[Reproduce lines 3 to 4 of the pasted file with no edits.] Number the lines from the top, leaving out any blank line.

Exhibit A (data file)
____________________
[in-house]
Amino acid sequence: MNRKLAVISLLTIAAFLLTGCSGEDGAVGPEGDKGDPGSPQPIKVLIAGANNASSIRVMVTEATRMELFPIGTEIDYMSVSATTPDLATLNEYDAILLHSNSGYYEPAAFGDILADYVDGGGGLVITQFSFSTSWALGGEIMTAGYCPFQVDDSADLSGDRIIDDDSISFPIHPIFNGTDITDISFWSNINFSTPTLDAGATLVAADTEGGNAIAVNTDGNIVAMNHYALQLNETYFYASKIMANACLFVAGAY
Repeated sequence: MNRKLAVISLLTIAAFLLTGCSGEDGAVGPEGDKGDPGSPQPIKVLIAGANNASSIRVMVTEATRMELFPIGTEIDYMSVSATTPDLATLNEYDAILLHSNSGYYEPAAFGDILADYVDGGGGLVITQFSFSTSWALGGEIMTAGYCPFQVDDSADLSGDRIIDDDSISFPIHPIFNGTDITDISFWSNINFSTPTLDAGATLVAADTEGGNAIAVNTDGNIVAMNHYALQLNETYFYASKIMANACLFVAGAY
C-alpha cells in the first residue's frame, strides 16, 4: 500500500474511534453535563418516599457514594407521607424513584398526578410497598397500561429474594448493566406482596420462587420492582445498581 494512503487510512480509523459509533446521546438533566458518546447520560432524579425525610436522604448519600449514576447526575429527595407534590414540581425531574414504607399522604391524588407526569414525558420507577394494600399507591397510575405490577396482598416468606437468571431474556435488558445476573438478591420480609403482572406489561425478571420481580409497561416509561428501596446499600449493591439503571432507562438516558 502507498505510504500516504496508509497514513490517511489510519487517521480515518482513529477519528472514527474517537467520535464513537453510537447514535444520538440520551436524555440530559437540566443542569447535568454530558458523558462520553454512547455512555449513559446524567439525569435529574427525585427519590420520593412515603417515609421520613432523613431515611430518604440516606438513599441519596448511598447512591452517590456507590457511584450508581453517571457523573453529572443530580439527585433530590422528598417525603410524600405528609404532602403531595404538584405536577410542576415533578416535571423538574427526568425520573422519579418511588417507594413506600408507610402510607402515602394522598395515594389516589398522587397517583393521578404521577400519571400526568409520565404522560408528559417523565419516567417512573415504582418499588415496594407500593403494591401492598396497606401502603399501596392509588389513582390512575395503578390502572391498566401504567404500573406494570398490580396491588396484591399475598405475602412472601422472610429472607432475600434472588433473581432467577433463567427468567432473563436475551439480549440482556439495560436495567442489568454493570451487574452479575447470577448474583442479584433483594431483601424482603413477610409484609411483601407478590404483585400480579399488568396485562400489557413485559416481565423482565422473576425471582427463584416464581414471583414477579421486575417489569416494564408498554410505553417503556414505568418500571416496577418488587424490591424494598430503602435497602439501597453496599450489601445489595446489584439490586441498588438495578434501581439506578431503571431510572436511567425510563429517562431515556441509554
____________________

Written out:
Repeated sequence: MNRKLAVISLLTIAAFLLTGCSGEDGAVGPEGDKGDPGSPQPIKVLIAGANNASSIRVMVTEATRMELFPIGTEIDYMSVSATTPDLATLNEYDAILLHSNSGYYEPAAFGDILADYVDGGGGLVITQFSFSTSWALGGEIMTAGYCPFQVDDSADLSGDRIIDDDSISFPIHPIFNGTDITDISFWSNINFSTPTLDAGATLVAADTEGGNAIAVNTDGNIVAMNHYALQLNETYFYASKIMANACLFVAGAY
C-alpha cells in the first residue's frame, strides 16, 4: 500500500474511534453535563418516599457514594407521607424513584398526578410497598397500561429474594448493566406482596420462587420492582445498581 494512503487510512480509523459509533446521546438533566458518546447520560432524579425525610436522604448519600449514576447526575429527595407534590414540581425531574414504607399522604391524588407526569414525558420507577394494600399507591397510575405490577396482598416468606437468571431474556435488558445476573438478591420480609403482572406489561425478571420481580409497561416509561428501596446499600449493591439503571432507562438516558 502507498505510504500516504496508509497514513490517511489510519487517521480515518482513529477519528472514527474517537467520535464513537453510537447514535444520538440520551436524555440530559437540566443542569447535568454530558458523558462520553454512547455512555449513559446524567439525569435529574427525585427519590420520593412515603417515609421520613432523613431515611430518604440516606438513599441519596448511598447512591452517590456507590457511584450508581453517571457523573453529572443530580439527585433530590422528598417525603410524600405528609404532602403531595404538584405536577410542576415533578416535571423538574427526568425520573422519579418511588417507594413506600408507610402510607402515602394522598395515594389516589398522587397517583393521578404521577400519571400526568409520565404522560408528559417523565419516567417512573415504582418499588415496594407500593403494591401492598396497606401502603399501596392509588389513582390512575395503578390502572391498566401504567404500573406494570398490580396491588396484591399475598405475602412472601422472610429472607432475600434472588433473581432467577433463567427468567432473563436475551439480549440482556439495560436495567442489568454493570451487574452479575447470577448474583442479584433483594431483601424482603413477610409484609411483601407478590404483585400480579399488568396485562400489557413485559416481565423482565422473576425471582427463584416464581414471583414477579421486575417489569416494564408498554410505553417503556414505568418500571416496577418488587424490591424494598430503602435497602439501597453496599450489601445489595446489584439490586441498588438495578434501581439506578431503571431510572436511567425510563429517562431515556441509554